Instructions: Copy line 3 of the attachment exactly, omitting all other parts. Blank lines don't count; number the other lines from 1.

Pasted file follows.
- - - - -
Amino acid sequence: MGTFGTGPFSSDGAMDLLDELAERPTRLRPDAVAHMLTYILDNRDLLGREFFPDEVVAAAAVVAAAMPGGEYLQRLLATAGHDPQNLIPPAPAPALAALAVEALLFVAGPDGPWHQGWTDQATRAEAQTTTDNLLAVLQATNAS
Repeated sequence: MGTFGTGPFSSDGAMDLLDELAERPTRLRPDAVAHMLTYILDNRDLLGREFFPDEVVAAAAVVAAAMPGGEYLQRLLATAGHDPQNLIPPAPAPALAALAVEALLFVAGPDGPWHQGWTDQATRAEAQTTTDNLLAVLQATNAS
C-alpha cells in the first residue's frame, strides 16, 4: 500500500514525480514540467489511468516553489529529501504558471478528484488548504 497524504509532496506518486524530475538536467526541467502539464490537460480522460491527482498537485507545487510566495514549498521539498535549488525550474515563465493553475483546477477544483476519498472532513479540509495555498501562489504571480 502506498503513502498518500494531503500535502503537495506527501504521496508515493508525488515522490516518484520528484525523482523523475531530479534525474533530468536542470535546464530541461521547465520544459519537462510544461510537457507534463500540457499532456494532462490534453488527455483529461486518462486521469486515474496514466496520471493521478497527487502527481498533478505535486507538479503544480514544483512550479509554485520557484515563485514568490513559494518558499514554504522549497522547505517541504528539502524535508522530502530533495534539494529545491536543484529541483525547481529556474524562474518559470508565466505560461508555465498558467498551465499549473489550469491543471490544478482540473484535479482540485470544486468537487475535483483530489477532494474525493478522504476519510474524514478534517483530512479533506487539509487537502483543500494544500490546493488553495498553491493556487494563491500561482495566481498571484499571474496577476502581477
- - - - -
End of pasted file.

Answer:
C-alpha cells in the first residue's frame, strides 16, 4: 500500500514525480514540467489511468516553489529529501504558471478528484488548504 497524504509532496506518486524530475538536467526541467502539464490537460480522460491527482498537485507545487510566495514549498521539498535549488525550474515563465493553475483546477477544483476519498472532513479540509495555498501562489504571480 502506498503513502498518500494531503500535502503537495506527501504521496508515493508525488515522490516518484520528484525523482523523475531530479534525474533530468536542470535546464530541461521547465520544459519537462510544461510537457507534463500540457499532456494532462490534453488527455483529461486518462486521469486515474496514466496520471493521478497527487502527481498533478505535486507538479503544480514544483512550479509554485520557484515563485514568490513559494518558499514554504522549497522547505517541504528539502524535508522530502530533495534539494529545491536543484529541483525547481529556474524562474518559470508565466505560461508555465498558467498551465499549473489550469491543471490544478482540473484535479482540485470544486468537487475535483483530489477532494474525493478522504476519510474524514478534517483530512479533506487539509487537502483543500494544500490546493488553495498553491493556487494563491500561482495566481498571484499571474496577476502581477